The Tribal Sari

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Post on the tribal sari. 

Doing this post was an exercise in paring. The tribes in India (I am going with the nomenclature of tribes here though that itself makes one curious) are extremely varied, their dress changes with region as does their socio-economic status. I didn’t want it to be a post that trades on “forest dweller fashion” but merely a document of clothes and adornment that is quite distinctive.  In the end I went with the Central Indian tribes like the Gonds, Muria and Santhals because the post focussed on the short sari and the evolution of the wearing of a blouse-and that is best seen here.

I think himalayanbuddhistart had mentioned the accessories that you can spot in posts and in this particular case there is a whole lot going on here.  Chunky silver jewellery worn by tribals is very popular and is often marketed as “tribal” or “ethnic” chic (Emma Tarlo’s book Clothing Matters discusses the rise of ethnic chic in the 1980s in India which adopted (some may say appropriated) a whole lot of tribal elements).

This post set off a lot of thoughts but the purpose of tumblr/wordpress is to focus on clothing and so I will stop here. You can stop by and appreciate  (expensive) modern tribal saris for the urban market here (Note: I am not affiliated with or endorsing the site, it’s linked merely to indicate the kind of sari).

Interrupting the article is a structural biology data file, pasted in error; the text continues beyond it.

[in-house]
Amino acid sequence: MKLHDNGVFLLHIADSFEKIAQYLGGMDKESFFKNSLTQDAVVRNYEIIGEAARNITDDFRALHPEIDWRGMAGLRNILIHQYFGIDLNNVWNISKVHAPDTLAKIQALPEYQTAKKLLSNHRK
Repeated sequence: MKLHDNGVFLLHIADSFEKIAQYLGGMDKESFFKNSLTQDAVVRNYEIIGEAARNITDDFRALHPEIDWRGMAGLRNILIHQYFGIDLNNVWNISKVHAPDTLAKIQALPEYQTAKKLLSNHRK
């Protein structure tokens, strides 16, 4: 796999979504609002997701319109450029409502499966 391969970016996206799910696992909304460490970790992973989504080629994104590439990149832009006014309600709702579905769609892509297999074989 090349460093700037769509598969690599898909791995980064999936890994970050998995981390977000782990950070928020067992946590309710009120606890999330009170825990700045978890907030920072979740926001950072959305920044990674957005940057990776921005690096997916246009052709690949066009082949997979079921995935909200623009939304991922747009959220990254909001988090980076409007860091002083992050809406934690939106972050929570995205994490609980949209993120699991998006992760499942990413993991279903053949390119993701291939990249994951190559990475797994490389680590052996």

About Anu M

A potted history of Indian clothing and fashion.
This entry was posted in Culture, Tribal, Vintage Blouse, Vintage Dress, Women and tagged , , , , , , , , , . Bookmark the permalink.

2 Responses to The Tribal Sari

  1. Most interesting about the bodice being regarded as an immodest item of clothing likely to draw attention to the breasts. Social and cultural values and attitudes can be SO different from one place to the other.

  2. Its amazing how much it varies!

    It takes but a generation or two of outside influences for it to change though (as with tribal India or Kerala).

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